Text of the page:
Native American stone tool designs invented 13,000 years ago found in ARABIA 5,000 years later

ANCIENT stone tools dating back 8,000 to 7,000 years have been found at archaeological sites in the Middle East.

What's so unusual about this discovery is that the technique used to create them had previously only been found on 13,000 to 10,000-year-old Native American sites.

An international study is claiming this is evidence of two groups of human ancestors developing the same highly-skilled invention without ever meeting.

The technique the two groups were thought to be using is called 'stone fluting'.

It involves scrapping off pieces of stone until you're left with a point.

This point could then be used as an arrow or a spearhead and these items were found at the Arabian sites along with distinctive evidence of fluting.

The archaeological sites in question are Manayzah in Yemen and Ad-Dahariz in Oman.

Difference in age and geographic location of the new discoveries compared to similar previous ones implies no connection between the human ancestors that made them.

It's therefore considered an example of cultural convergence.

That means similarities in the ancient people's existence may have led them to develop the same tool making method without ever interacting.

The study was led by an international team of archaeologists from the CNRS, Inrap, Ohio State University and the Max Planck Institute for the Science of Human History.

Neolithic people – the key facts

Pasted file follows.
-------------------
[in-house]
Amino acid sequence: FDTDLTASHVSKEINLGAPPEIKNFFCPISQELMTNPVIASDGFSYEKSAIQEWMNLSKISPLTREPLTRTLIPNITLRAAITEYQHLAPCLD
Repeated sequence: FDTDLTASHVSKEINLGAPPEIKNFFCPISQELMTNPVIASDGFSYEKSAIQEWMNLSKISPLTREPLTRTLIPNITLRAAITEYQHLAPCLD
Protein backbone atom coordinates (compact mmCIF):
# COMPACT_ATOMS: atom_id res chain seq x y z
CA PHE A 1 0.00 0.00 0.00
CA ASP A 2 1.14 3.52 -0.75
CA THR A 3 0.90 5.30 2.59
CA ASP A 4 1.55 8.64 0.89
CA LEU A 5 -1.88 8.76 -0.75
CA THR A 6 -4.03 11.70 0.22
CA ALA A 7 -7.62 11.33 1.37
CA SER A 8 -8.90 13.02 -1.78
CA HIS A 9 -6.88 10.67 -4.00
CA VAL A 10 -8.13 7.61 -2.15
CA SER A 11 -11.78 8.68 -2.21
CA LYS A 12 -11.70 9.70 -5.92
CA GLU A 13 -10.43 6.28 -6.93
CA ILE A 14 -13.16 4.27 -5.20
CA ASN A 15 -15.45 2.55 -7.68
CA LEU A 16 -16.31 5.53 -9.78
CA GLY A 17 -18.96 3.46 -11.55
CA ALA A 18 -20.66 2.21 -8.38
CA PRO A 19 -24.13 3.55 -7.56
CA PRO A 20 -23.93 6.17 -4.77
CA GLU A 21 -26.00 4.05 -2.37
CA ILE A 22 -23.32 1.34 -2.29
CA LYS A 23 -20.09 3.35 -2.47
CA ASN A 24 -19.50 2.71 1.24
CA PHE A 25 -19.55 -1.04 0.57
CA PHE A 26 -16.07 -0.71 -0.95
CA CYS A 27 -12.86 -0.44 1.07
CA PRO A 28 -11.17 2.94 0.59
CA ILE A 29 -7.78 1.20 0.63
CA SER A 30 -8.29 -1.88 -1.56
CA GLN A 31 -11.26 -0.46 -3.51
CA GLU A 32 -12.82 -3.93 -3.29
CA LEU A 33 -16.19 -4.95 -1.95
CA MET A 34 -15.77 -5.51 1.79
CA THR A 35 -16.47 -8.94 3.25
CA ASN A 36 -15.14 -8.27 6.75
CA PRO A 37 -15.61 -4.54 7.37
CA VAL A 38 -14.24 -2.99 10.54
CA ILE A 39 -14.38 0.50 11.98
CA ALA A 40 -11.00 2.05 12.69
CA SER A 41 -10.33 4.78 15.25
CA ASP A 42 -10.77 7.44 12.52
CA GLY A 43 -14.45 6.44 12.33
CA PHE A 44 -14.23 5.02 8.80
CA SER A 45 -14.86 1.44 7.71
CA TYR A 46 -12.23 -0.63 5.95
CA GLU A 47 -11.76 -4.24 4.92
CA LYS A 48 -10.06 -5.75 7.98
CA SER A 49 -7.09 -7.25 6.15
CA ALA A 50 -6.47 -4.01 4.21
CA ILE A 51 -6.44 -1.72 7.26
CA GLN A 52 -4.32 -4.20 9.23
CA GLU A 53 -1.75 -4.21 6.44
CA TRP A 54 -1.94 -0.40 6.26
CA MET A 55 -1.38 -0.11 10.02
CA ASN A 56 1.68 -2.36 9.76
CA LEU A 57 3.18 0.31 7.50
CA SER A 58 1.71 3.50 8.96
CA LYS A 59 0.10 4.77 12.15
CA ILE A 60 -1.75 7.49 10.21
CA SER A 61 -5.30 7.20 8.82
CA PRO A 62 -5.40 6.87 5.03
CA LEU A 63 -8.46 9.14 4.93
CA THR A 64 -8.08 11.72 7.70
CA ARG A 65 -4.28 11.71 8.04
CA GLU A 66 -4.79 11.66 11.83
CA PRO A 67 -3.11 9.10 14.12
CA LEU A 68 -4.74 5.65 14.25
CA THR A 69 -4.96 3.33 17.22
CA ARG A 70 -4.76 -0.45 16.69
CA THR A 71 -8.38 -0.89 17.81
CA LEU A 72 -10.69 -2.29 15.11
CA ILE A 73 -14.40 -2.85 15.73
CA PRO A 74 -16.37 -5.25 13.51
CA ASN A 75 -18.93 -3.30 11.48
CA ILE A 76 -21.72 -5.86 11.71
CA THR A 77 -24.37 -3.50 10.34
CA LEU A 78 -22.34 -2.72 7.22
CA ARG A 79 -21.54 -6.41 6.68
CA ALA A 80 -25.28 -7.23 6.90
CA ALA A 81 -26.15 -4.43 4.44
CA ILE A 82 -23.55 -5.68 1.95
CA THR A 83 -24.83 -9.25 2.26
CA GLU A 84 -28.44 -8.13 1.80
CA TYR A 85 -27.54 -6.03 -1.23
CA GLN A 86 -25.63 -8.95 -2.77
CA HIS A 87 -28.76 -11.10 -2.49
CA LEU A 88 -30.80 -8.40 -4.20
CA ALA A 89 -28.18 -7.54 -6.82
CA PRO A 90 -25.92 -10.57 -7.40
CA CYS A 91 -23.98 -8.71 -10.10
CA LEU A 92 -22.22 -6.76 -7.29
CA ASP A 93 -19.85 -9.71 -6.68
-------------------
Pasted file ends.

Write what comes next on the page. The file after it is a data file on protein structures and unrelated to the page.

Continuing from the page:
Here's what you need to know…

  • The Neolithic period is the final division of the Stone Age
  • It began around 12,000 years ago, lasting right up until 1200 BC in some parts of the world
  • It's marked by the first developments of farming in the Near East, and then later in other areas of the world
  • Neolithic people made large cultural changes, including using wild and domestic crops
  • There is also evidence of domesticated animals in Neolithic culture
  • Most Neolithic people lived in small tribes, taking shelter in rudimentary permanent houses
  • They would typically wear animal skins, although wool cloth and linen may have been available later in the period
  • In Northern Europe, the Neolithic period ended around 1700 BC

In other archaeology news, archaeologists think they've uncovered a murder victim from the Iron Age at a farm in the UK.

A new study is claiming that a rare mutated Neanderthal gene could be making some people more sensitive to pain.

And, a major Stonehenge puzzle has finally been solved after scientists located the origin of the monument's giant rocks.

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